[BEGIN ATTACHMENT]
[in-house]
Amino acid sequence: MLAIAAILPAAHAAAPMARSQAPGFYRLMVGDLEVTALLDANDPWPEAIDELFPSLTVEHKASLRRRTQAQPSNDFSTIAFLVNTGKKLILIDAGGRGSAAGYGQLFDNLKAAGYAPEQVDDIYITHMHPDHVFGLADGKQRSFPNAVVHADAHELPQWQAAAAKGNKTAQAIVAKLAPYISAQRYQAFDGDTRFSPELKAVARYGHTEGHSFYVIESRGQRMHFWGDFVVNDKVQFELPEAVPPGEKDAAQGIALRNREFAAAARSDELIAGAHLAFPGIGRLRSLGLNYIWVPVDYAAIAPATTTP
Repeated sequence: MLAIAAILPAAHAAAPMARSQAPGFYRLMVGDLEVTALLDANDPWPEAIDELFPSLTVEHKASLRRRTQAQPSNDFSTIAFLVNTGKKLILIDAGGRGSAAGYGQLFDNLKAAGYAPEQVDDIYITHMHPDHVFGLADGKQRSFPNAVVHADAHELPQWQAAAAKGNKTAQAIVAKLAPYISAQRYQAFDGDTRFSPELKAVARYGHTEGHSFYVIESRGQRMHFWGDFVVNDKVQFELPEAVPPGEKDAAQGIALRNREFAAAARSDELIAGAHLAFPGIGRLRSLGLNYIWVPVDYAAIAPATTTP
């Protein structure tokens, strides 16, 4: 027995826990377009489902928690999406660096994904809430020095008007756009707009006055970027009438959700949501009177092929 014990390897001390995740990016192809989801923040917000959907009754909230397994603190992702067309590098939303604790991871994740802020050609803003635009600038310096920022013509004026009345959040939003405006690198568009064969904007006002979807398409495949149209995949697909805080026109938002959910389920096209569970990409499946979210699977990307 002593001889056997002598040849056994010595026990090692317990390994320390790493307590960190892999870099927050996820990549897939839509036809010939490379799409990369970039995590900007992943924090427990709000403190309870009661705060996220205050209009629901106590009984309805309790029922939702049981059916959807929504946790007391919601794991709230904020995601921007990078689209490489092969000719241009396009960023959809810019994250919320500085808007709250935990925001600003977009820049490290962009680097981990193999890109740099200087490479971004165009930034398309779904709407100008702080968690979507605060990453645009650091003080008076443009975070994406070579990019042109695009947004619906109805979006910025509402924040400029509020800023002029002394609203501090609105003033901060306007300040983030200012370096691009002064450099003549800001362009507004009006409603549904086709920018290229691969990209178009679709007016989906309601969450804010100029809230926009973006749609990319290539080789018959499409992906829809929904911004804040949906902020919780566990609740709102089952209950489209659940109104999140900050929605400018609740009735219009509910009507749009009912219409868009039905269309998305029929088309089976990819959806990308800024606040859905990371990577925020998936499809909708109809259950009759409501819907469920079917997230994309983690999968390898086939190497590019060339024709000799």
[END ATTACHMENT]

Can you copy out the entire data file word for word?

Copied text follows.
[in-house]
Amino acid sequence: MLAIAAILPAAHAAAPMARSQAPGFYRLMVGDLEVTALLDANDPWPEAIDELFPSLTVEHKASLRRRTQAQPSNDFSTIAFLVNTGKKLILIDAGGRGSAAGYGQLFDNLKAAGYAPEQVDDIYITHMHPDHVFGLADGKQRSFPNAVVHADAHELPQWQAAAAKGNKTAQAIVAKLAPYISAQRYQAFDGDTRFSPELKAVARYGHTEGHSFYVIESRGQRMHFWGDFVVNDKVQFELPEAVPPGEKDAAQGIALRNREFAAAARSDELIAGAHLAFPGIGRLRSLGLNYIWVPVDYAAIAPATTTP
Repeated sequence: MLAIAAILPAAHAAAPMARSQAPGFYRLMVGDLEVTALLDANDPWPEAIDELFPSLTVEHKASLRRRTQAQPSNDFSTIAFLVNTGKKLILIDAGGRGSAAGYGQLFDNLKAAGYAPEQVDDIYITHMHPDHVFGLADGKQRSFPNAVVHADAHELPQWQAAAAKGNKTAQAIVAKLAPYISAQRYQAFDGDTRFSPELKAVARYGHTEGHSFYVIESRGQRMHFWGDFVVNDKVQFELPEAVPPGEKDAAQGIALRNREFAAAARSDELIAGAHLAFPGIGRLRSLGLNYIWVPVDYAAIAPATTTP
């Protein structure tokens, strides 16, 4: 027995826990377009489902928690999406660096994904809430020095008007756009707009006055970027009438959700949501009177092929 014990390897001390995740990016192809989801923040917000959907009754909230397994603190992702067309590098939303604790991871994740802020050609803003635009600038310096920022013509004026009345959040939003405006690198568009064969904007006002979807398409495949149209995949697909805080026109938002959910389920096209569970990409499946979210699977990307 002593001889056997002598040849056994010595026990090692317990390994320390790493307590960190892999870099927050996820990549897939839509036809010939490379799409990369970039995590900007992943924090427990709000403190309870009661705060996220205050209009629901106590009984309805309790029922939702049981059916959807929504946790007391919601794991709230904020995601921007990078689209490489092969000719241009396009960023959809810019994250919320500085808007709250935990925001600003977009820049490290962009680097981990193999890109740099200087490479971004165009930034398309779904709407100008702080968690979507605060990453645009650091003080008076443009975070994406070579990019042109695009947004619906109805979006910025509402924040400029509020800023002029002394609203501090609105003033901060306007300040983030200012370096691009002064450099003549800001362009507004009006409603549904086709920018290229691969990209178009679709007016989906309601969450804010100029809230926009973006749609990319290539080789018959499409992906829809929904911004804040949906902020919780566990609740709102089952209950489209659940109104999140900050929605400018609740009735219009509910009507749009009912219409868009039905269309998305029929088309089976990819959806990308800024606040859905990371990577925020998936499809909708109809259950009759409501819907469920079917997230994309983690999968390898086939190497590019060339024709000799």